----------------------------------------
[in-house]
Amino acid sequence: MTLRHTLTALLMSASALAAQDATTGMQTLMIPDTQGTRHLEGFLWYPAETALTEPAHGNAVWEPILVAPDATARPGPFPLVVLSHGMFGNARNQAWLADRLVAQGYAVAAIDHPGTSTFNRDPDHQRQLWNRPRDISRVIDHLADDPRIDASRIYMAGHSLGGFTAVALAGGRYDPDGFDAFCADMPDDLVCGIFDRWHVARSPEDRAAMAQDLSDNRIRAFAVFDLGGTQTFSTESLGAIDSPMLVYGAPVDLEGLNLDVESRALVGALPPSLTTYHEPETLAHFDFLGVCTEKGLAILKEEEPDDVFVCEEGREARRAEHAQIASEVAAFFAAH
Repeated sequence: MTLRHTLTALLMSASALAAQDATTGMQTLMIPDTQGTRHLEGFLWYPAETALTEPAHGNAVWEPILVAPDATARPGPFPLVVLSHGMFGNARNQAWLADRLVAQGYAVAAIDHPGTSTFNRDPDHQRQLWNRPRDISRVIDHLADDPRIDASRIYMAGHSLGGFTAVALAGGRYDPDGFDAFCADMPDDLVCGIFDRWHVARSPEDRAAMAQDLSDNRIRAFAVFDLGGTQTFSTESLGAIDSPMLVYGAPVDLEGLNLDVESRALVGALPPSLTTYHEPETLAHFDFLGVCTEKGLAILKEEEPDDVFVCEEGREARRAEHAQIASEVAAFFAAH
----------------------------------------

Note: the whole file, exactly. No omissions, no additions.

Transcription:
[in-house]
Amino acid sequence: MTLRHTLTALLMSASALAAQDATTGMQTLMIPDTQGTRHLEGFLWYPAETALTEPAHGNAVWEPILVAPDATARPGPFPLVVLSHGMFGNARNQAWLADRLVAQGYAVAAIDHPGTSTFNRDPDHQRQLWNRPRDISRVIDHLADDPRIDASRIYMAGHSLGGFTAVALAGGRYDPDGFDAFCADMPDDLVCGIFDRWHVARSPEDRAAMAQDLSDNRIRAFAVFDLGGTQTFSTESLGAIDSPMLVYGAPVDLEGLNLDVESRALVGALPPSLTTYHEPETLAHFDFLGVCTEKGLAILKEEEPDDVFVCEEGREARRAEHAQIASEVAAFFAAH
Repeated sequence: MTLRHTLTALLMSASALAAQDATTGMQTLMIPDTQGTRHLEGFLWYPAETALTEPAHGNAVWEPILVAPDATARPGPFPLVVLSHGMFGNARNQAWLADRLVAQGYAVAAIDHPGTSTFNRDPDHQRQLWNRPRDISRVIDHLADDPRIDASRIYMAGHSLGGFTAVALAGGRYDPDGFDAFCADMPDDLVCGIFDRWHVARSPEDRAAMAQDLSDNRIRAFAVFDLGGTQTFSTESLGAIDSPMLVYGAPVDLEGLNLDVESRALVGALPPSLTTYHEPETLAHFDFLGVCTEKGLAILKEEEPDDVFVCEEGREARRAEHAQIASEVAAFFAAH